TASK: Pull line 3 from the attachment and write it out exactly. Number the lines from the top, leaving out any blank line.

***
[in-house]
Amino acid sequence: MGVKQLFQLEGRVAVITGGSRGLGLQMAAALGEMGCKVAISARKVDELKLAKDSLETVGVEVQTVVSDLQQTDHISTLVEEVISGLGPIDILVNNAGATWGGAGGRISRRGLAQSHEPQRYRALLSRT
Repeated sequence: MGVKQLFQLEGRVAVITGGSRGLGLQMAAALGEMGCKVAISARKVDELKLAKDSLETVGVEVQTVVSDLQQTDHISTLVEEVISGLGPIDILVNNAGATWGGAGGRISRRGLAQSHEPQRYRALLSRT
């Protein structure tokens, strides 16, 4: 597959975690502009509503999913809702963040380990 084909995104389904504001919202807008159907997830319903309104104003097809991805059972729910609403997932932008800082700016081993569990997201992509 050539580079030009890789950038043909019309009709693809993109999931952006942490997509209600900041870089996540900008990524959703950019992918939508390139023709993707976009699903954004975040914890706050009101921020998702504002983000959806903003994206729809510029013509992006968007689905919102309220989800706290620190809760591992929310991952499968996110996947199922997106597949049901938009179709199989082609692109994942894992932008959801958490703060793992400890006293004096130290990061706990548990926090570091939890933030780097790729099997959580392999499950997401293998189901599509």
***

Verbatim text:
Repeated sequence: MGVKQLFQLEGRVAVITGGSRGLGLQMAAALGEMGCKVAISARKVDELKLAKDSLETVGVEVQTVVSDLQQTDHISTLVEEVISGLGPIDILVNNAGATWGGAGGRISRRGLAQSHEPQRYRALLSRT